Two policy briefs of Policy Network highlight the generational conflicts within welfare state reform in many European countries. With the crisis, most of the cuts have concentrated (once again) in young people: we have the example of scholarships or reductions in unemployment insurance payments. Maccinnes and Spijker argue that population aging is not as problematic as it is normally argued because life expectancy has increased and people can work longer. Bruno Palier argues that unskilled workers, women, children and other groups are now more at risk of poverty than the elderly. All these authors call for a more future-oriented welfare state that pays more attention to education, skills, youth unemployment and even pre-school education.
This is extremely important in countries like Spain where youth unemployment is so high and, therefore, market incorporation so difficult to start with. Yet how does it translate to Latin American countries? In many ways, a welfare state for the elderly should be less of a problem because the population is still younger. There should be more room to invest in education and skills without crowding out any other investment. At the same thing, there is a paradox in these countries: relatively too much expenditure on pensions for some interest groups (think about Brazil) together with high poverty levels among the elderly.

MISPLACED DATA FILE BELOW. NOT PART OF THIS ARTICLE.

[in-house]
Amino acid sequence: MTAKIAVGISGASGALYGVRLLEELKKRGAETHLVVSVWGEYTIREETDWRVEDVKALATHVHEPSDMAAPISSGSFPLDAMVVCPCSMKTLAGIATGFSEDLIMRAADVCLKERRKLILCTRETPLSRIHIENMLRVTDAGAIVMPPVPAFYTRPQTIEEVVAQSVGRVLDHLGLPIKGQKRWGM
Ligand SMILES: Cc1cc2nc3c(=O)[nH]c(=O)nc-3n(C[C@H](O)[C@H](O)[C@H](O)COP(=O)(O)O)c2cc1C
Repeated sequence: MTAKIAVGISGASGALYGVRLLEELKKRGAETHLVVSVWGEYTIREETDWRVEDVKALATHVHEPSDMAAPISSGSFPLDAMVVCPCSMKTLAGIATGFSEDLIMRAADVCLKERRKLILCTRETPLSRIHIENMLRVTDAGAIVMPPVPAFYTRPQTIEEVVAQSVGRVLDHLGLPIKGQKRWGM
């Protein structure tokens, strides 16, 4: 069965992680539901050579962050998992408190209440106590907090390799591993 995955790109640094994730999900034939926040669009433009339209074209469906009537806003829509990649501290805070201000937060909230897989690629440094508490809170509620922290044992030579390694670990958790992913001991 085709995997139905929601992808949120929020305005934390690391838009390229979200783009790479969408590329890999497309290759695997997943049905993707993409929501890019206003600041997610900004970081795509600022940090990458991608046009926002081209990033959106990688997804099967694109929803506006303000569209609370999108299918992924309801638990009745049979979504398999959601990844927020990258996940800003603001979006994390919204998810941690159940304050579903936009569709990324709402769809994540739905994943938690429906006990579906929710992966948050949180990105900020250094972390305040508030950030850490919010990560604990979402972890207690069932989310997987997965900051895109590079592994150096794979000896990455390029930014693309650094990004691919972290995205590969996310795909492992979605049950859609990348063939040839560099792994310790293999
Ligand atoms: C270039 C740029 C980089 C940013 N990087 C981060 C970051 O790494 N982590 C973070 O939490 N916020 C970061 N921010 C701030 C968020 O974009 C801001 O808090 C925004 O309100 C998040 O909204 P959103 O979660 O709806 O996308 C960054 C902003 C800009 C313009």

What is the conclusion of all of this in developing countries? First, securing universalism is sometimes about reducing the benefits of the upper middle class--a point Hunter and Sugiyama made a few years ago for the case of Brazil. Second, we also need to promote non-contributory pensions which secure a minimum living standards not only for the poor but for large segments of the middle class as well. This should be less expensive than in other countries. Third, because unemployment insurance is harder to organize in a highly informal context, maybe the concentration should be on children at all ages from pre-school to primary and secondary education. This would mean creating a welfare state that focuses in the two extreme of lives and on low income groups and the middle class simultaneously.